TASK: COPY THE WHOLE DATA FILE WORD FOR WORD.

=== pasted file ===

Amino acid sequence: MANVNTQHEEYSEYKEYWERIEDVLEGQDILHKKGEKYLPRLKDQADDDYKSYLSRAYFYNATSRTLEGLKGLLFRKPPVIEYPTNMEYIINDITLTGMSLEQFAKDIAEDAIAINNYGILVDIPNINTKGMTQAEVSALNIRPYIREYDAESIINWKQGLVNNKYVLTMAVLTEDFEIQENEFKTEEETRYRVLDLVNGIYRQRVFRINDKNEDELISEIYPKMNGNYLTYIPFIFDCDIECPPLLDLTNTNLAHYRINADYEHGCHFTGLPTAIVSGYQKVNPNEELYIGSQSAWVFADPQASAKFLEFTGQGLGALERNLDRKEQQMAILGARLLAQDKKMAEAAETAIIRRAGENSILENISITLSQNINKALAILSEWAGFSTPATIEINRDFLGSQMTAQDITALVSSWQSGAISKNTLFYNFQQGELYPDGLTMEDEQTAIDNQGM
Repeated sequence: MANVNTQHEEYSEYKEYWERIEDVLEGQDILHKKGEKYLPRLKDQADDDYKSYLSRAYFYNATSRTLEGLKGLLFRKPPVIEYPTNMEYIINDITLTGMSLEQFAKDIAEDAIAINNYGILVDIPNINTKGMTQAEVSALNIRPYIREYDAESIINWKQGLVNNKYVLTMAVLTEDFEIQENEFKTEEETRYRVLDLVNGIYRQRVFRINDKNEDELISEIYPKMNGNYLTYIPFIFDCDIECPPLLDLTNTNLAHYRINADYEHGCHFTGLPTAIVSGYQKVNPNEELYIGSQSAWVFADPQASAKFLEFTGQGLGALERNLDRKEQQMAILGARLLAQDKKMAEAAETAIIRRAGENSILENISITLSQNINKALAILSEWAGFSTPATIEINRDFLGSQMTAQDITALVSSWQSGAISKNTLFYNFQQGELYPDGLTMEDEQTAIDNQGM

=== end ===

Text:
Amino acid sequence: MANVNTQHEEYSEYKEYWERIEDVLEGQDILHKKGEKYLPRLKDQADDDYKSYLSRAYFYNATSRTLEGLKGLLFRKPPVIEYPTNMEYIINDITLTGMSLEQFAKDIAEDAIAINNYGILVDIPNINTKGMTQAEVSALNIRPYIREYDAESIINWKQGLVNNKYVLTMAVLTEDFEIQENEFKTEEETRYRVLDLVNGIYRQRVFRINDKNEDELISEIYPKMNGNYLTYIPFIFDCDIECPPLLDLTNTNLAHYRINADYEHGCHFTGLPTAIVSGYQKVNPNEELYIGSQSAWVFADPQASAKFLEFTGQGLGALERNLDRKEQQMAILGARLLAQDKKMAEAAETAIIRRAGENSILENISITLSQNINKALAILSEWAGFSTPATIEINRDFLGSQMTAQDITALVSSWQSGAISKNTLFYNFQQGELYPDGLTMEDEQTAIDNQGM
Repeated sequence: MANVNTQHEEYSEYKEYWERIEDVLEGQDILHKKGEKYLPRLKDQADDDYKSYLSRAYFYNATSRTLEGLKGLLFRKPPVIEYPTNMEYIINDITLTGMSLEQFAKDIAEDAIAINNYGILVDIPNINTKGMTQAEVSALNIRPYIREYDAESIINWKQGLVNNKYVLTMAVLTEDFEIQENEFKTEEETRYRVLDLVNGIYRQRVFRINDKNEDELISEIYPKMNGNYLTYIPFIFDCDIECPPLLDLTNTNLAHYRINADYEHGCHFTGLPTAIVSGYQKVNPNEELYIGSQSAWVFADPQASAKFLEFTGQGLGALERNLDRKEQQMAILGARLLAQDKKMAEAAETAIIRRAGENSILENISITLSQNINKALAILSEWAGFSTPATIEINRDFLGSQMTAQDITALVSSWQSGAISKNTLFYNFQQGELYPDGLTMEDEQTAIDNQGM